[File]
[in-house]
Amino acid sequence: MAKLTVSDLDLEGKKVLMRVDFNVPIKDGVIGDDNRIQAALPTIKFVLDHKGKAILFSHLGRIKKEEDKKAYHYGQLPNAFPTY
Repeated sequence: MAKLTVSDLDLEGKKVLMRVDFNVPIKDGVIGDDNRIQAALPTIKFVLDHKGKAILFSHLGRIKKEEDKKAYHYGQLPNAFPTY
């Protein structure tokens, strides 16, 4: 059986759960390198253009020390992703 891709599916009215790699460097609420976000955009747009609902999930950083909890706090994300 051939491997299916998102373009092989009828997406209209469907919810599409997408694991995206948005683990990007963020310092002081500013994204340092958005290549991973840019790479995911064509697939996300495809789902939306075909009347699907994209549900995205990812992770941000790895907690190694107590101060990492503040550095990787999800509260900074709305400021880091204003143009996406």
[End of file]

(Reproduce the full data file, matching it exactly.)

[in-house]
Amino acid sequence: MAKLTVSDLDLEGKKVLMRVDFNVPIKDGVIGDDNRIQAALPTIKFVLDHKGKAILFSHLGRIKKEEDKKAYHYGQLPNAFPTY
Repeated sequence: MAKLTVSDLDLEGKKVLMRVDFNVPIKDGVIGDDNRIQAALPTIKFVLDHKGKAILFSHLGRIKKEEDKKAYHYGQLPNAFPTY
């Protein structure tokens, strides 16, 4: 059986759960390198253009020390992703 891709599916009215790699460097609420976000955009747009609902999930950083909890706090994300 051939491997299916998102373009092989009828997406209209469907919810599409997408694991995206948005683990990007963020310092002081500013994204340092958005290549991973840019790479995911064509697939996300495809789902939306075909009347699907994209549900995205990812992770941000790895907690190694107590101060990492503040550095990787999800509260900074709305400021880091204003143009996406």